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Our company has been quite successful in managing its website including all of the business logic and stuff. However, there are also a lot of static content pages which today get served using a templating system which stores the content in serialized PHP objects on the file system.

We are now considering using a "real" CMS, however we have some requirements which sort out more or less all the usual suspects. The most important requirement is our hosting environment:

We have two completely separate hosting locations with a "share nothing" approach for failover. Both locations have separate MySQL instances which are slaves () of our master database which is located on-site at our HQ. Both locations have a certain number of web servers each storing the complete website (again, for failover).

From this architecture, two possible approaches come out naturally: - A database-driven CMS which gets managed at our HQ and gets replicated over to our hosting locations (and images and stuff which gets replicated using our file sync process) - A file driven CMS in which not only the attachments, but also the content files get synced using our file sync

The database driven approach seems more flexible to me, however we couldn't find a CMS which works in a "administer locally on a read/write database and serve content using only a read-only slave". The usual suspect for example (Typo3) needs a database to write to for its logging and session management, is therefore not an option. Other CMS seem to share this problem.

So, long story short, is there a (PHP/MySQL-)CMS out there which can handle this? Any suggestions?

Extra points if the CMS can easily integrated with our Zend Framework applications (or vice versa).

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Is writing not important in your application? That should be because otherwise the concept of having one master database creates a direct single point of failure? If you explain a bit more how you site works we can answer better. So is it something like a Facebook with lots of writes or is is more like a news website for example where a small groups posts relatively low amount of news items compared to the views? –  Luc Franken Jul 24 '12 at 18:17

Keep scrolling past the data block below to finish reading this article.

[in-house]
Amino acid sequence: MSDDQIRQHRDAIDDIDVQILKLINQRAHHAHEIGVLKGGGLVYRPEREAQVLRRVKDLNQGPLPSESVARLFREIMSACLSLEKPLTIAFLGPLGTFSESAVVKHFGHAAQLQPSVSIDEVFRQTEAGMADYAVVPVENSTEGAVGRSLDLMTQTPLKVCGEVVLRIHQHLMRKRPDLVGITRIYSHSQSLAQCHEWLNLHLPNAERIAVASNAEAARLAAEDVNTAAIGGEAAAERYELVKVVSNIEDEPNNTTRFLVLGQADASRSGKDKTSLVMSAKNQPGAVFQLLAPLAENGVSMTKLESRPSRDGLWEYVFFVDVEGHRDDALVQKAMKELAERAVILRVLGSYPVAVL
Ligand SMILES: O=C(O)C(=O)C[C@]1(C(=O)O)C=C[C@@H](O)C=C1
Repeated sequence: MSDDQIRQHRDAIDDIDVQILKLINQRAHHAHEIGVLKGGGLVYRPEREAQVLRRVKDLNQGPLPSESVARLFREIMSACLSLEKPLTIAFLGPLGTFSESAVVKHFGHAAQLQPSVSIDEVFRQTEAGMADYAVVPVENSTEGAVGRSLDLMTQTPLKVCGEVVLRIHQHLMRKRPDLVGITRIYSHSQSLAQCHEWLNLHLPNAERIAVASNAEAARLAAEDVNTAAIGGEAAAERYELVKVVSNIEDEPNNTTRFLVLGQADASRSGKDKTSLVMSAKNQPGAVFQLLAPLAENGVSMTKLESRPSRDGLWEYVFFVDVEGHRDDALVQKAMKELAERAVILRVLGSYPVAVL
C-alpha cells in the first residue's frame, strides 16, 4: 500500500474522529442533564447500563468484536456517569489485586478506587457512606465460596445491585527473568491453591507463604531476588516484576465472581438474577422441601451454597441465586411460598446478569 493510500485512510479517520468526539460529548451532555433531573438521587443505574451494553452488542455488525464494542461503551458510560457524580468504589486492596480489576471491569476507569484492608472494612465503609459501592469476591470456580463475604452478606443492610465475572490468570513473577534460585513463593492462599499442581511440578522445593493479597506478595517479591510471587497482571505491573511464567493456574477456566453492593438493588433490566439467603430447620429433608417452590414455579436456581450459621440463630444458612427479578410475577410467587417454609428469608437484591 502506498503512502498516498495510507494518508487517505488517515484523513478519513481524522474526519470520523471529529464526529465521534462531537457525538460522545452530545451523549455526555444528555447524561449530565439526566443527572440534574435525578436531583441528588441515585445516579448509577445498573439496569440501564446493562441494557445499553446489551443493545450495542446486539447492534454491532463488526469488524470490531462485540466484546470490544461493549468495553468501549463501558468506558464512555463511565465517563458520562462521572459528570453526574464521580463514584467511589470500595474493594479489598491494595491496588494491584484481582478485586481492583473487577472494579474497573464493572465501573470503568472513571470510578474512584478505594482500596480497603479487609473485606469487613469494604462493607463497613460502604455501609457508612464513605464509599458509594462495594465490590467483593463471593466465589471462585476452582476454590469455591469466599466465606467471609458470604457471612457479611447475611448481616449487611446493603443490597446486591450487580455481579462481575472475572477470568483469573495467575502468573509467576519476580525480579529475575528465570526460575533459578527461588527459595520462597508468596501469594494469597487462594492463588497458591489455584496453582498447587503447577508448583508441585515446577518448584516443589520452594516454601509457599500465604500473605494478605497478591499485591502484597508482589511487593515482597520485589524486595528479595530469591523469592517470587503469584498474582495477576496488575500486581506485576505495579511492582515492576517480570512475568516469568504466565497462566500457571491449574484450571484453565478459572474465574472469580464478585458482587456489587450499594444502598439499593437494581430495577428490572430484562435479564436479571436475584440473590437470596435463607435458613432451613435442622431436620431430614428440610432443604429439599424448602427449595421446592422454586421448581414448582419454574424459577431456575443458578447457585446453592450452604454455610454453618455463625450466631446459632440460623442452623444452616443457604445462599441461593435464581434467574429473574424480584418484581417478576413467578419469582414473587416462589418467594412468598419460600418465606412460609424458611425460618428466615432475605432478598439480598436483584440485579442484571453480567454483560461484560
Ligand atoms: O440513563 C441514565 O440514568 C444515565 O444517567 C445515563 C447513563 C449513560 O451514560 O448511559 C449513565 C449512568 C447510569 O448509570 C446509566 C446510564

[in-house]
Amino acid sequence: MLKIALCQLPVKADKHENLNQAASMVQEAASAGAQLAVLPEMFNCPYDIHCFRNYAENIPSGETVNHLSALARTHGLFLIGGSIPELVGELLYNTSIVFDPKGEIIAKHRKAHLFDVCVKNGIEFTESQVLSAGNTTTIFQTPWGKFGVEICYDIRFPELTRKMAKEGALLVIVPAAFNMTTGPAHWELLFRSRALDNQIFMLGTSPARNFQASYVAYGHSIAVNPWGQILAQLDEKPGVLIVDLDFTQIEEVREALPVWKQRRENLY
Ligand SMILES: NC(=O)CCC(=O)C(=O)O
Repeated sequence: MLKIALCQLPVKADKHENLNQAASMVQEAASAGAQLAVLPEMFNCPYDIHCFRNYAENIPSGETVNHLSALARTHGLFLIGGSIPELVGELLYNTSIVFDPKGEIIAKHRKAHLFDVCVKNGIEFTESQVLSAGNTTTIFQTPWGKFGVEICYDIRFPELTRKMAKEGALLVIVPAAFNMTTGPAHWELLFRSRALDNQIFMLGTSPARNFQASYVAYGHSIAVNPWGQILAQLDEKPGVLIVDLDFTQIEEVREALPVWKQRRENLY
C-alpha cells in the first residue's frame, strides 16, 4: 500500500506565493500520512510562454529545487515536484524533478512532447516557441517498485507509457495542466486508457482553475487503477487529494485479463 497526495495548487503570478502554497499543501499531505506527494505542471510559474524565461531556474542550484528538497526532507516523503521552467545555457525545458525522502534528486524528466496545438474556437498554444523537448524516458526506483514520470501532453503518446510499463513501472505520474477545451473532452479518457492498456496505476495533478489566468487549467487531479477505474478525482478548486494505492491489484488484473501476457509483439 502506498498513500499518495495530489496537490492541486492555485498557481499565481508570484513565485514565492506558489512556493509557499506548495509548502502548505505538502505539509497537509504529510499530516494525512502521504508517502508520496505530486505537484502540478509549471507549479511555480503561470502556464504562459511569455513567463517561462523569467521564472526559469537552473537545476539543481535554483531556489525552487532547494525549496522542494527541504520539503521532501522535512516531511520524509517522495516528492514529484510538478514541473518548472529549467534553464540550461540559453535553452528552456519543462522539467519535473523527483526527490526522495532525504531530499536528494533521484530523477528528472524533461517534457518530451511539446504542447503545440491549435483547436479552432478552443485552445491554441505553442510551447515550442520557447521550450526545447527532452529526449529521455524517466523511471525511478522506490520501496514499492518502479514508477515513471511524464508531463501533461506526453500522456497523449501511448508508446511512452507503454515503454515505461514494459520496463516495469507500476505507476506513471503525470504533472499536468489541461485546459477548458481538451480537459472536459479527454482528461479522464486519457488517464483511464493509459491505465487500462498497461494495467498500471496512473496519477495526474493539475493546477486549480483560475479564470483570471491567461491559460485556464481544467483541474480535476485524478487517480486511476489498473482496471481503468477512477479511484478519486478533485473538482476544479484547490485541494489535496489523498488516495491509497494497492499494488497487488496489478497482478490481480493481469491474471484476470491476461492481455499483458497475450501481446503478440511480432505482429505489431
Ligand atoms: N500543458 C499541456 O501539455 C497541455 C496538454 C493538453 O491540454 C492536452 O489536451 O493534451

The main purpose of the website can be considered as an ecommerce website, we are selling our products to consumers. The CMS however is planned for news pages, product advertisement pages and similar. Writes occur very rarely, most of the pages only show content. –  Dan Soap Jul 24 '12 at 18:45

2 Answers 2

You should look into Percona, which is a MySQL Performance Company who put MySQL on steroids. The easily support a Master/Master/Master environment, and can achieve it easily without needing to change auto-increment values from master to master.

They have a product called, XtraDB Cluster. It is a free prodcut, works just like MySQL, installs the same way, but handles clustering at the DB level and does a damn good job.

Once you have your DB's under control, you can install a CMS on one of the servers, make your changes, copy it to all other servers and your entire environment is fail-over ready.

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Thanks for the suggestion, however a Master/Master/Master setup is not our aim, as it would include having a connection between our hosting locations. This is something we want to avoid at (almost) any cost. –  Dan Soap Jul 24 '12 at 17:46
    
The other approach I could suggest is, if you are sure your HQ DB will never go down, take the DB's out of the equation at the satellite locations and just set your CMS (any CMS) to communicate with the HQ DB. You shouldn't experience any lag which will decrease the user experience, but it allows you to have your files hosted in a different location yet serve the same data –  Mike Mackintosh Jul 24 '12 at 17:52